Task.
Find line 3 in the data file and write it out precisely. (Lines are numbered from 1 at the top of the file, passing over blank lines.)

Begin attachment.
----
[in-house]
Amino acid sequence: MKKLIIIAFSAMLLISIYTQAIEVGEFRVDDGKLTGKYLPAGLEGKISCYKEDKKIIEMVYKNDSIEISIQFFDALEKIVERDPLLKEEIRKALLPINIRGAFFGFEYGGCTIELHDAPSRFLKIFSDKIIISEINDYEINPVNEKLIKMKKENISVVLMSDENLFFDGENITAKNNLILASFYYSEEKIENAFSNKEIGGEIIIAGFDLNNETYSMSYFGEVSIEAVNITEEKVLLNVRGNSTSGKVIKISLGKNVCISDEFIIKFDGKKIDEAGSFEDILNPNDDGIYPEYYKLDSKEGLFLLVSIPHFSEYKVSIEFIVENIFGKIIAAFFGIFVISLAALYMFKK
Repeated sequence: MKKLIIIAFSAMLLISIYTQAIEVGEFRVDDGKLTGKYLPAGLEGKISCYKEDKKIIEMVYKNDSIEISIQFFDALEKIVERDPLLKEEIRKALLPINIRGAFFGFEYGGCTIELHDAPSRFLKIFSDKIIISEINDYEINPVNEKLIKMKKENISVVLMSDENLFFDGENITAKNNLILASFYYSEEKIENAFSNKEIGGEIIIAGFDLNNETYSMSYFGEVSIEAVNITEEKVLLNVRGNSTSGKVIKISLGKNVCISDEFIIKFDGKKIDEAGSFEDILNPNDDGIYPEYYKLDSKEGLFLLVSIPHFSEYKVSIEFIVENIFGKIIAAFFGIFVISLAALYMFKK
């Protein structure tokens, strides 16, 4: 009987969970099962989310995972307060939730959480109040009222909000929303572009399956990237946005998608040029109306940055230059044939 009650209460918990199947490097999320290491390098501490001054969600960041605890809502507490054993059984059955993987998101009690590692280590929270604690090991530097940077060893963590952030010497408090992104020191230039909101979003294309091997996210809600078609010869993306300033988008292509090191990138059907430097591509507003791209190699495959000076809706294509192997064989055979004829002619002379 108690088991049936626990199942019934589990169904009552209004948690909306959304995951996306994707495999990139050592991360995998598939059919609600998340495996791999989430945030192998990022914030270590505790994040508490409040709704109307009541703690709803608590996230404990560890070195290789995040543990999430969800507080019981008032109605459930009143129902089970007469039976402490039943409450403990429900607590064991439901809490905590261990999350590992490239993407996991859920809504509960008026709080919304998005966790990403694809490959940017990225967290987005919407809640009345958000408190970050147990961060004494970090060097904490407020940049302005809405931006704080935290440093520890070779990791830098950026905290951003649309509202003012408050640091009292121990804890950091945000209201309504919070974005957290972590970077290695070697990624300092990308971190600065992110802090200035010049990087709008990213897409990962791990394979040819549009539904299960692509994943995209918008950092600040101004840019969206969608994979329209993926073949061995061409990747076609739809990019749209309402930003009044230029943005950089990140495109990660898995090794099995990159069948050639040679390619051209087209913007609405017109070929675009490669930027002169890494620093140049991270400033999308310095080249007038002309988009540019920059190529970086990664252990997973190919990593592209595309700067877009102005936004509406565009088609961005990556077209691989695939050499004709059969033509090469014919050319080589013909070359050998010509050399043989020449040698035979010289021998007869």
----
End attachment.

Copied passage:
Repeated sequence: MKKLIIIAFSAMLLISIYTQAIEVGEFRVDDGKLTGKYLPAGLEGKISCYKEDKKIIEMVYKNDSIEISIQFFDALEKIVERDPLLKEEIRKALLPINIRGAFFGFEYGGCTIELHDAPSRFLKIFSDKIIISEINDYEINPVNEKLIKMKKENISVVLMSDENLFFDGENITAKNNLILASFYYSEEKIENAFSNKEIGGEIIIAGFDLNNETYSMSYFGEVSIEAVNITEEKVLLNVRGNSTSGKVIKISLGKNVCISDEFIIKFDGKKIDEAGSFEDILNPNDDGIYPEYYKLDSKEGLFLLVSIPHFSEYKVSIEFIVENIFGKIIAAFFGIFVISLAALYMFKK